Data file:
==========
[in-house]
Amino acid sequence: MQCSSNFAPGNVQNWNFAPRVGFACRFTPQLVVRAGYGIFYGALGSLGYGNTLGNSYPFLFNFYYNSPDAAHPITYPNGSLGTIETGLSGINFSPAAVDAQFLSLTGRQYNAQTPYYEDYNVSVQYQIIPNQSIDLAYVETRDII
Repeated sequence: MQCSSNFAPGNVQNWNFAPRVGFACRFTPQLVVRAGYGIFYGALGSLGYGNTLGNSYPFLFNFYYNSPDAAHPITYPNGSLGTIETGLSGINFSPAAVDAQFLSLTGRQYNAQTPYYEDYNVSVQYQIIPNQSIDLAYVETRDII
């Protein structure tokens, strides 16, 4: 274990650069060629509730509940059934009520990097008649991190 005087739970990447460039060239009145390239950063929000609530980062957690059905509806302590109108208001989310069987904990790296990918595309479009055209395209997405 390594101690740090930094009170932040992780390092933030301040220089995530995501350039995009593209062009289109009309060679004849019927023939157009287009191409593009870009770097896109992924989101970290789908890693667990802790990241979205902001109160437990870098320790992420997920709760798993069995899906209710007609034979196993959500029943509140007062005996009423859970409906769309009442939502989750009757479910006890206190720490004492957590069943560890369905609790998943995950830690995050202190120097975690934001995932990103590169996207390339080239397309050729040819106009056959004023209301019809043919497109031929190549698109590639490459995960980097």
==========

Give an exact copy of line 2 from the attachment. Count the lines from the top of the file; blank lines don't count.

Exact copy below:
Amino acid sequence: MQCSSNFAPGNVQNWNFAPRVGFACRFTPQLVVRAGYGIFYGALGSLGYGNTLGNSYPFLFNFYYNSPDAAHPITYPNGSLGTIETGLSGINFSPAAVDAQFLSLTGRQYNAQTPYYEDYNVSVQYQIIPNQSIDLAYVETRDII